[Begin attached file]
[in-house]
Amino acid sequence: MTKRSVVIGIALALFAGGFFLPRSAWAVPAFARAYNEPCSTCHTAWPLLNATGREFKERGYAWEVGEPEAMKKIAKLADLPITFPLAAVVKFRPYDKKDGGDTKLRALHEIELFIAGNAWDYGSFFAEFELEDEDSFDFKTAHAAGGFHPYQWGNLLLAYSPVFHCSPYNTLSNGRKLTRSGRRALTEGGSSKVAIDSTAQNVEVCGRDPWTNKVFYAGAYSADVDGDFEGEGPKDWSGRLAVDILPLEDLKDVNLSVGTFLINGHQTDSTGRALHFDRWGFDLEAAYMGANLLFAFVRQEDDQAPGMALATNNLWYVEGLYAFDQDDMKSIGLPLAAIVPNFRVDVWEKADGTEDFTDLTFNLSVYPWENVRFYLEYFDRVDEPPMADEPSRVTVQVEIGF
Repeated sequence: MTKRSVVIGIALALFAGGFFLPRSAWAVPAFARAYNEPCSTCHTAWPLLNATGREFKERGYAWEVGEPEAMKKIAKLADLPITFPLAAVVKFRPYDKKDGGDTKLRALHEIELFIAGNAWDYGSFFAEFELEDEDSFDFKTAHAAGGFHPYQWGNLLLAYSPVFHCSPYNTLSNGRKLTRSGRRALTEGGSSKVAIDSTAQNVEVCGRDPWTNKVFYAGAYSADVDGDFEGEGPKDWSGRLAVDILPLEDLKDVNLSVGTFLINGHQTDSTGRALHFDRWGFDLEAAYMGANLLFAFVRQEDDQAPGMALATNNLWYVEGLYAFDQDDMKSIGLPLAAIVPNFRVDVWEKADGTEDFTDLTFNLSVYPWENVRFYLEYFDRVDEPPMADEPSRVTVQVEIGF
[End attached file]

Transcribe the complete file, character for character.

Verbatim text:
[in-house]
Amino acid sequence: MTKRSVVIGIALALFAGGFFLPRSAWAVPAFARAYNEPCSTCHTAWPLLNATGREFKERGYAWEVGEPEAMKKIAKLADLPITFPLAAVVKFRPYDKKDGGDTKLRALHEIELFIAGNAWDYGSFFAEFELEDEDSFDFKTAHAAGGFHPYQWGNLLLAYSPVFHCSPYNTLSNGRKLTRSGRRALTEGGSSKVAIDSTAQNVEVCGRDPWTNKVFYAGAYSADVDGDFEGEGPKDWSGRLAVDILPLEDLKDVNLSVGTFLINGHQTDSTGRALHFDRWGFDLEAAYMGANLLFAFVRQEDDQAPGMALATNNLWYVEGLYAFDQDDMKSIGLPLAAIVPNFRVDVWEKADGTEDFTDLTFNLSVYPWENVRFYLEYFDRVDEPPMADEPSRVTVQVEIGF
Repeated sequence: MTKRSVVIGIALALFAGGFFLPRSAWAVPAFARAYNEPCSTCHTAWPLLNATGREFKERGYAWEVGEPEAMKKIAKLADLPITFPLAAVVKFRPYDKKDGGDTKLRALHEIELFIAGNAWDYGSFFAEFELEDEDSFDFKTAHAAGGFHPYQWGNLLLAYSPVFHCSPYNTLSNGRKLTRSGRRALTEGGSSKVAIDSTAQNVEVCGRDPWTNKVFYAGAYSADVDGDFEGEGPKDWSGRLAVDILPLEDLKDVNLSVGTFLINGHQTDSTGRALHFDRWGFDLEAAYMGANLLFAFVRQEDDQAPGMALATNNLWYVEGLYAFDQDDMKSIGLPLAAIVPNFRVDVWEKADGTEDFTDLTFNLSVYPWENVRFYLEYFDRVDEPPMADEPSRVTVQVEIGF